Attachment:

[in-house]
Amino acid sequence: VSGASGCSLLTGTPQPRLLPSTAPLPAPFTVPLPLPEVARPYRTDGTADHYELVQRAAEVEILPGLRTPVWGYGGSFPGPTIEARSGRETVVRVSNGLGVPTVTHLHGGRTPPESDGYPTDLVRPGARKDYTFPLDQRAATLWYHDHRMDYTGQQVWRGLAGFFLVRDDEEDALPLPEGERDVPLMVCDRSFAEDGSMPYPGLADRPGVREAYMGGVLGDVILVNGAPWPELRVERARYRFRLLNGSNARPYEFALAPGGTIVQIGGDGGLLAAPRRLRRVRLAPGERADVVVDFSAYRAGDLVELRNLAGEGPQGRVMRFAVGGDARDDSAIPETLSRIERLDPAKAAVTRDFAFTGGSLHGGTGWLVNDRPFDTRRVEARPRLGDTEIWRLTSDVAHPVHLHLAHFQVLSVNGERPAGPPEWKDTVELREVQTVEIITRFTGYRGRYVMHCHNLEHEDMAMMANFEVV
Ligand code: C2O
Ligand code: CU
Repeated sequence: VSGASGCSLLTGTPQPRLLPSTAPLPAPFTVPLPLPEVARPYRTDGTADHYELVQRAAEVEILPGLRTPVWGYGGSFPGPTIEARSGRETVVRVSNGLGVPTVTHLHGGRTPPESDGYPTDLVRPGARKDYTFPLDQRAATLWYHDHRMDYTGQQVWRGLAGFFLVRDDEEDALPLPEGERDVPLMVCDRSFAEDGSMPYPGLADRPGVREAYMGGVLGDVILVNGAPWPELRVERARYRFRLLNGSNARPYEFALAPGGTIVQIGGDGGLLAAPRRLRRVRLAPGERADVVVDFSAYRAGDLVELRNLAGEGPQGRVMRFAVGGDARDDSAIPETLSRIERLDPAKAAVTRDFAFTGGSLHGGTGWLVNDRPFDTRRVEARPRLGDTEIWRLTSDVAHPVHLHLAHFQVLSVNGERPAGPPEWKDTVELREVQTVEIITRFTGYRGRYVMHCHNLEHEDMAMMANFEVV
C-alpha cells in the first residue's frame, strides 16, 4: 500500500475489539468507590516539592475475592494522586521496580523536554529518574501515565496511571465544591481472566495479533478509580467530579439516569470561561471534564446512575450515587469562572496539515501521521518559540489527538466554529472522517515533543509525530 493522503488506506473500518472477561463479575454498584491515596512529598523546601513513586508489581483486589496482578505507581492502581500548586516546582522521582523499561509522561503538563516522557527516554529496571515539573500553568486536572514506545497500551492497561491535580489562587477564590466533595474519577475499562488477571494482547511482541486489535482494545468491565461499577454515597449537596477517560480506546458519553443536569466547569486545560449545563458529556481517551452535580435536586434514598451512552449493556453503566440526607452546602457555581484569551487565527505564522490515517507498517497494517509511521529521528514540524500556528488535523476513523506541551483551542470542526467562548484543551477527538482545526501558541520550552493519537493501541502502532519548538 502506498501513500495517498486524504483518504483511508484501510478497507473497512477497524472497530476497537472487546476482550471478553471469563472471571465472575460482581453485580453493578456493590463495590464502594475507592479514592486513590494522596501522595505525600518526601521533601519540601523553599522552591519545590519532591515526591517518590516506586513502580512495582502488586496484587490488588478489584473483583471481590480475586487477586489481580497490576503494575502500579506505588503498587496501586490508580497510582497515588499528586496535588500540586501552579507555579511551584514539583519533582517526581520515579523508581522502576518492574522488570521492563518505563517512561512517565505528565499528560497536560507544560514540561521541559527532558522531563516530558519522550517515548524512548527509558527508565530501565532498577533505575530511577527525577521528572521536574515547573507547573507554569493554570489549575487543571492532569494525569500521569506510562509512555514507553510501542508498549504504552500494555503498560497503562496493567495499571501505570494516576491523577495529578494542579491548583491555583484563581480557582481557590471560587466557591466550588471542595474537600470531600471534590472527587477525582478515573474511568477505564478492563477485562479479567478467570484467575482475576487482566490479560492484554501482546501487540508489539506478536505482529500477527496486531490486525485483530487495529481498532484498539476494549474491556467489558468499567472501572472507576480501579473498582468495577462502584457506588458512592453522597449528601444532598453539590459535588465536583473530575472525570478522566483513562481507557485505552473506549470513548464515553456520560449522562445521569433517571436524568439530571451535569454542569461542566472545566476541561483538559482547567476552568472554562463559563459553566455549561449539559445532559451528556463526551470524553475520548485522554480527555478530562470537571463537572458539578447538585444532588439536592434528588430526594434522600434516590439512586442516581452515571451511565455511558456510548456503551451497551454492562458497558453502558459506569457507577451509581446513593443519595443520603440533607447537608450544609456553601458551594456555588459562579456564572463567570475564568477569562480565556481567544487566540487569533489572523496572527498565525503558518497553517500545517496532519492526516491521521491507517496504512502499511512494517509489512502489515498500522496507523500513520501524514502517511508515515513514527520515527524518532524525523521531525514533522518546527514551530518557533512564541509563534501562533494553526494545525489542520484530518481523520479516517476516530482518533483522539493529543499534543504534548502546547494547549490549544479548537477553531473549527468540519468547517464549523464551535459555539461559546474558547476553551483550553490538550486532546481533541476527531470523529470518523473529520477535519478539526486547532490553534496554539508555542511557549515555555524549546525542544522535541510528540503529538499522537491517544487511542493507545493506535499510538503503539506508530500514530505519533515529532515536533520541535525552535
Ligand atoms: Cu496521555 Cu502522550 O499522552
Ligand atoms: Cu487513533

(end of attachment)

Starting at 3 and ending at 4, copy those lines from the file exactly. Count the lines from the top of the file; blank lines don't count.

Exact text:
Ligand code: C2O
Ligand code: CU